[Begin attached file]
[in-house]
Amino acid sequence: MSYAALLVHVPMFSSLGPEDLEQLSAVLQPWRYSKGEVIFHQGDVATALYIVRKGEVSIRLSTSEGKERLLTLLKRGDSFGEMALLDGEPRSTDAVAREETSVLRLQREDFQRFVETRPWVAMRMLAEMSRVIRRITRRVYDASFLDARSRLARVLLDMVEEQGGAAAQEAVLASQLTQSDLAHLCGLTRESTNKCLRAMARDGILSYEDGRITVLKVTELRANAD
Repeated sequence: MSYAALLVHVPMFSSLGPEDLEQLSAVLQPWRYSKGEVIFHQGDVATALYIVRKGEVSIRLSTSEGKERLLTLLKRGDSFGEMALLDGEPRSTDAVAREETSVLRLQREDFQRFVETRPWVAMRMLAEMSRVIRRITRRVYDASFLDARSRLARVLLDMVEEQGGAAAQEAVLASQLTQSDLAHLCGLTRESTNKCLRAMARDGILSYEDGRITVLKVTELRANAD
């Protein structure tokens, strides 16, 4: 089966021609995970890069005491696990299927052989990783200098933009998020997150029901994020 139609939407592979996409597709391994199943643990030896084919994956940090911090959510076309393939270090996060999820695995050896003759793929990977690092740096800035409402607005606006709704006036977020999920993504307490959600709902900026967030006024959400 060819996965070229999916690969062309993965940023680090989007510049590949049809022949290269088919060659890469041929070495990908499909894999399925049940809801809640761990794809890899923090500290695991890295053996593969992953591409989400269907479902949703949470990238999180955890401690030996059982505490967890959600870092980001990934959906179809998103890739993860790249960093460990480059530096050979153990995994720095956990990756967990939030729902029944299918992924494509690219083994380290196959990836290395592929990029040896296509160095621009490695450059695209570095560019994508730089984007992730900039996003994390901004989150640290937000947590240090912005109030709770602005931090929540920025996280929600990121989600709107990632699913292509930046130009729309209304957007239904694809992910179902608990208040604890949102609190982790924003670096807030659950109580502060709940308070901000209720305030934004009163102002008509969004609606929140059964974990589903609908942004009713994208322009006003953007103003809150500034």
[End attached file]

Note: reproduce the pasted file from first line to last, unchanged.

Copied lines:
[in-house]
Amino acid sequence: MSYAALLVHVPMFSSLGPEDLEQLSAVLQPWRYSKGEVIFHQGDVATALYIVRKGEVSIRLSTSEGKERLLTLLKRGDSFGEMALLDGEPRSTDAVAREETSVLRLQREDFQRFVETRPWVAMRMLAEMSRVIRRITRRVYDASFLDARSRLARVLLDMVEEQGGAAAQEAVLASQLTQSDLAHLCGLTRESTNKCLRAMARDGILSYEDGRITVLKVTELRANAD
Repeated sequence: MSYAALLVHVPMFSSLGPEDLEQLSAVLQPWRYSKGEVIFHQGDVATALYIVRKGEVSIRLSTSEGKERLLTLLKRGDSFGEMALLDGEPRSTDAVAREETSVLRLQREDFQRFVETRPWVAMRMLAEMSRVIRRITRRVYDASFLDARSRLARVLLDMVEEQGGAAAQEAVLASQLTQSDLAHLCGLTRESTNKCLRAMARDGILSYEDGRITVLKVTELRANAD
């Protein structure tokens, strides 16, 4: 089966021609995970890069005491696990299927052989990783200098933009998020997150029901994020 139609939407592979996409597709391994199943643990030896084919994956940090911090959510076309393939270090996060999820695995050896003759793929990977690092740096800035409402607005606006709704006036977020999920993504307490959600709902900026967030006024959400 060819996965070229999916690969062309993965940023680090989007510049590949049809022949290269088919060659890469041929070495990908499909894999399925049940809801809640761990794809890899923090500290695991890295053996593969992953591409989400269907479902949703949470990238999180955890401690030996059982505490967890959600870092980001990934959906179809998103890739993860790249960093460990480059530096050979153990995994720095956990990756967990939030729902029944299918992924494509690219083994380290196959990836290395592929990029040896296509160095621009490695450059695209570095560019994508730089984007992730900039996003994390901004989150640290937000947590240090912005109030709770602005931090929540920025996280929600990121989600709107990632699913292509930046130009729309209304957007239904694809992910179902608990208040604890949102609190982790924003670096807030659950109580502060709940308070901000209720305030934004009163102002008509969004609606929140059964974990589903609908942004009713994208322009006003953007103003809150500034």